University of Phoenix Fraud and Lawsuit Complaints

University of Phoenix Fraud and Lawsuit Complaints

The university of Phoenix may toot its horn declaring it is a great, convenient, work-at-your-own-pace education provider but that song they’re playing is beginning to fall on deaf ears. The volume of complaints, lawsuits, investigations and poor reviews by current and former students is downright staggering.

A 2009 lawsuit settlement saw UOP forking over $78.5 million in settlements but the battle rages on for those not part of that lawsuit or those who have been bilked and defrauded of their federal and private student loan money. Students who are forced to ditch the program as well as those who manage to graduate, are often left stuck with debt at about 4 times the amount of similar education with not-for-profit model school or public school. Two former employees turned whistleblower alerted the federal government about University of Phoenix’s scams and fraud may have gained the attention of some government bodies, but this doesn’t seem to have caused any real impact.

These whistleblowers claimed that military personnel on GI bills, low-income students, and students who lacked the educational achievements to get into the program were all herded like sheep for the slaughter. The claim that enrollment counselors were paid based on the total number of students enrolled and that their jobs were threatened repeatedly to get their numbers up is rather shocking when you look at those lovely ads everywhere. UOP even has its very own page designed to recruit and target veterans, disabled military service people, and active soldiers who receive federal education funding. Students who don’t qualify for various federal loans designed to help those in need are often charged significantly higher tuition or are disqualified.

Students who were accepted to University of Phoenix’s programs without enough educational background often found they were unable to keep up with the program, had no choice but to drop out, and are still stuck paying the loans. With dropout rates of over 60% and 1 in 4 students in federal or private student loan default, one has to ask why this school is still running.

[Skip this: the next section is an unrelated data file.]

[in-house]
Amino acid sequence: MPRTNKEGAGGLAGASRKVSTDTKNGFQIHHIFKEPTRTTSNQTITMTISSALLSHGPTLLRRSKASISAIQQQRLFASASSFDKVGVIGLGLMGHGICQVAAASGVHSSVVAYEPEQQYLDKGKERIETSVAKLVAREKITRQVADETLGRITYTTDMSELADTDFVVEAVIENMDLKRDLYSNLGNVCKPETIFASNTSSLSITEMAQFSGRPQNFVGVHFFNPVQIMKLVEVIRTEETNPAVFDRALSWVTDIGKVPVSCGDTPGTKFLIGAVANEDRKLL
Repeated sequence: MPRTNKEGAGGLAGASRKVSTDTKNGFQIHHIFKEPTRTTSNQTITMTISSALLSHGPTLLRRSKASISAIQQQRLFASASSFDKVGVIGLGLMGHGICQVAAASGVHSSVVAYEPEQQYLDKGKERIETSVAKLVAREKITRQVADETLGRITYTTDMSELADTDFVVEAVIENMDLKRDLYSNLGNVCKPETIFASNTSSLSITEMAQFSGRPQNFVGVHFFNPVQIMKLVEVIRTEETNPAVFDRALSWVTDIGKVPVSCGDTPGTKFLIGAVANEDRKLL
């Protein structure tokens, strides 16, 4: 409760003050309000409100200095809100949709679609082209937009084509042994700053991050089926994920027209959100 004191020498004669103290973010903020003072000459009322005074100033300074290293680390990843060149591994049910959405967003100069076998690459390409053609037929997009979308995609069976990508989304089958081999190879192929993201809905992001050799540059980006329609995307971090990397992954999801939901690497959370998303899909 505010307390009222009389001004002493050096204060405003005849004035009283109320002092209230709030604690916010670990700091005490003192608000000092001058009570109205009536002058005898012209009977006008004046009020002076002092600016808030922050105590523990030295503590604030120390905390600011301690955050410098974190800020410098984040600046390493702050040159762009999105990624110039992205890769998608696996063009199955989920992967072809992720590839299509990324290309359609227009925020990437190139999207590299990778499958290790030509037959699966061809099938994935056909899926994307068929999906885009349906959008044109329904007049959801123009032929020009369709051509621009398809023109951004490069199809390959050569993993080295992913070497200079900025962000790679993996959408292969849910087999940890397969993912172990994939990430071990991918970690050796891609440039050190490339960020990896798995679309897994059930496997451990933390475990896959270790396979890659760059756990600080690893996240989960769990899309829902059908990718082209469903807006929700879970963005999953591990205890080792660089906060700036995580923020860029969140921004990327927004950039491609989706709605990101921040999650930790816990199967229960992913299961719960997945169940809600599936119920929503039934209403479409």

Graduating students have found that finding a job with their degree (often quadruple the price of a degree at another school) is nearly impossible. Employers do not take degrees from University of Phoenix seriously due to their enrollment practices, dropout rates, default rates, and poor quality education. Those trying to transfer to a more reputable school soon find out that their credits are non-transferrable even though the school claims it’s accredited.

University of Phoenix fraud and scam practices have resulted in an incredible number of lawsuits, investigations, and the school has even been kicked out of the state of California. Lawsuits by former students, former employees, and even their own shareholders have been, or are, on the books. Investigations by multiple government bodies are taking a close work at nearly every aspect of this school’s operations, business practices, and enrollment practices.

If the number of lawsuits and investigations weren’t voluminous enough, the complaints by former and current students online which number in the thousands are sure to be. Student complaints indicate that they were triple charged for classes they never took, that their program changed mid-degree and they had to begin again, that professors and instructors were rude, and that documents they signed which were supposed to be for grants were really for loans. Complaints by students that they are now $50,00-100,000 in debt and not one will hire them and that their wages are being garnished for fees charged that there are no explanation for make up only a few of the statements, reviews, and claims to be found online.

If you feel you were defrauded by the school you attended or you are being treated poorly as a distressed borrower by your creditors, contact StudentLoanFAQ's and speak to one of our advisors about student loan forgiveness. You may qualify to consolidate or even wipe out your remaining student loans.

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